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Tampa Personal Injury Blogs from June, 2012

Changes to Florida's Medical Malpractice Presuit Screening Process


Medical malpractice lawsuits in Florida are governed by Chapter 766, Florida Statutes, which sets forth the legal requirements for a claimant to follow in pursuing damages against a healthcare provider. Medical malpractice lawsuits are significantly different than other types of lawsuits because a claimant must first conduct a presuit screening process prior to filing a lawsuit against a healthcare provider (doctor, nurse, hospital or surgery center). Claimants involved in motor vehicle, motorcycle or trucking accidents are not under any such restrictions. Our Tampa Medical Malpractice Attorneys remain dedicated to representing individuals who have suffered harm and/or injury at the hands of a professional healthcare provider.

Sections 766.106 and 766.203, Florida Statutes set forth the requirements of a claimant before they can initiate formal legal proceedings against a medical provider. The Florida legislature passed two (2) changes or additional requirements claimants must adhere to prior to filing a lawsuit for medical malpractice. The first such change is the enactment of Section 766.1065, Florida Statutes, which requires all notices of intent to initiate medical malpractice litigation must be accompanied with signed authorizations by the claimant in specific form thereby giving the prospective defendant access to the claimant's prior medical history.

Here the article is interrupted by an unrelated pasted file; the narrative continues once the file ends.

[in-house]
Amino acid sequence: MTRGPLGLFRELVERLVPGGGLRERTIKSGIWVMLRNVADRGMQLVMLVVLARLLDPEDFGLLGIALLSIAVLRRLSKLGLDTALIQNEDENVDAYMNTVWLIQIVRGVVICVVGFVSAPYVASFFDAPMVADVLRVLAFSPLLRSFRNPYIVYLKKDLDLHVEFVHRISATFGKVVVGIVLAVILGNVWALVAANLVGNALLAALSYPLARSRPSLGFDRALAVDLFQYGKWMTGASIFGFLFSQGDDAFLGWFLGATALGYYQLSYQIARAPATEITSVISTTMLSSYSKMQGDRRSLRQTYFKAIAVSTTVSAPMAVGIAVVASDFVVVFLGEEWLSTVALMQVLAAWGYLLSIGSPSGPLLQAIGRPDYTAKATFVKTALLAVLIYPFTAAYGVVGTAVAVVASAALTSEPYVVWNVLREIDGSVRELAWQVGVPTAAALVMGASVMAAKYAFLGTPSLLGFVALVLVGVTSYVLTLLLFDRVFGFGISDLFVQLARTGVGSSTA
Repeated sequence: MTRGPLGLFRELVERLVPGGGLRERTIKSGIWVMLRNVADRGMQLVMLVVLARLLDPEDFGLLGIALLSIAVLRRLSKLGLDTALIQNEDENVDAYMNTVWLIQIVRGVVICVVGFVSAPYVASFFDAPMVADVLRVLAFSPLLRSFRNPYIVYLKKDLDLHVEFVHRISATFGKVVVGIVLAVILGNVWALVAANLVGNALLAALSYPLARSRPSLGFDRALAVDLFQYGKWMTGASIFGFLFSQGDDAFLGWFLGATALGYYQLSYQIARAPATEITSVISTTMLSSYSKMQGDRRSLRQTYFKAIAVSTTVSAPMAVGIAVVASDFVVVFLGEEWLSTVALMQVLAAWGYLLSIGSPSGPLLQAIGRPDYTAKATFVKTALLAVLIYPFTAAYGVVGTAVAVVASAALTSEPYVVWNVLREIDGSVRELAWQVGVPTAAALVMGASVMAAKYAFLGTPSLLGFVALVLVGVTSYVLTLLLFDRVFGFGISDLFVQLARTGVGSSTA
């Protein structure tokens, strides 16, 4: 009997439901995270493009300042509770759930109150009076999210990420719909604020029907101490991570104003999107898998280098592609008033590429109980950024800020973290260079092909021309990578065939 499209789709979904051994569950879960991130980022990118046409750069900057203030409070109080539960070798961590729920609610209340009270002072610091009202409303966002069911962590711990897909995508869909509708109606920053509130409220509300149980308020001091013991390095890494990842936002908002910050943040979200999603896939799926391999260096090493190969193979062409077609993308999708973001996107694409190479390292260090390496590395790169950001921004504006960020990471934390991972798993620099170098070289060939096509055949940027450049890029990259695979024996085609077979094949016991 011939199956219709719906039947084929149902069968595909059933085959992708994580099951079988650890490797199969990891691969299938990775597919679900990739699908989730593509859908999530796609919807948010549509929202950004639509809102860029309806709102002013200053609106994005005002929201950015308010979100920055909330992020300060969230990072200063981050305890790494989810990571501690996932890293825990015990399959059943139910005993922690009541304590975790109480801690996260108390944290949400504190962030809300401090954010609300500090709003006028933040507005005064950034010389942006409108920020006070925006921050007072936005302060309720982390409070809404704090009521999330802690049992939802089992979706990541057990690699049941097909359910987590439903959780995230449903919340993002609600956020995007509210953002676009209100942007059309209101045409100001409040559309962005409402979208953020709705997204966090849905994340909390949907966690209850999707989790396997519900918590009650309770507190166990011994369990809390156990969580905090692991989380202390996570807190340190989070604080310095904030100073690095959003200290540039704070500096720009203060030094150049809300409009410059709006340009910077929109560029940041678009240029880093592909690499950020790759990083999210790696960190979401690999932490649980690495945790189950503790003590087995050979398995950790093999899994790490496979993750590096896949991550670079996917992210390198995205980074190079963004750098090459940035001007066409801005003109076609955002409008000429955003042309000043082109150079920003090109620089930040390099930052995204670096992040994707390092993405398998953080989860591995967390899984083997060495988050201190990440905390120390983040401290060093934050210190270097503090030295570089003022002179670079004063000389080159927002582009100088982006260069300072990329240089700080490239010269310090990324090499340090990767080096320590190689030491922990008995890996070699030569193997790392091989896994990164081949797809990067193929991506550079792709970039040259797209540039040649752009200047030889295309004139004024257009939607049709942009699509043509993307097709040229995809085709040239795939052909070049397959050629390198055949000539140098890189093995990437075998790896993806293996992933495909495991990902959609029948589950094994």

The second change can be found in Section, 766.102(12), Florida Statutes. A claimant previously was required to verify that he/she conducted an investigation to ascertain that there were reasonable grounds to believe that a potential defendant was negligent in the care or treatment of them and such negligence resulted in an injury or harm. While the claimant is required to corroborate reasonable grounds exist to initiate medical negligence litigation in the form of an affidavit that must be created by an expert of the same specialty as the potential defendant, Section 766.102(12), Florida Statutes, requires all physicians who are not licensed in Florida obtain an expert witness certificate from the Florida Board of Medicine before they can execute a presuit corroborating affidavit or prior to testifying on the standard of care. Both of the new changes took effect on October 1, 2011 and will likely have a significant impact on medical malpractice cases by making it much more difficult to retain qualified out of state experts.

Our attorneys have litigated numerous claims involving medical malpractice. If you have reason to believe you or a loved one may have sustained harm or injury as the direct result of medical negligence, please contact us, your Tampa Personal Injury Attorneys.

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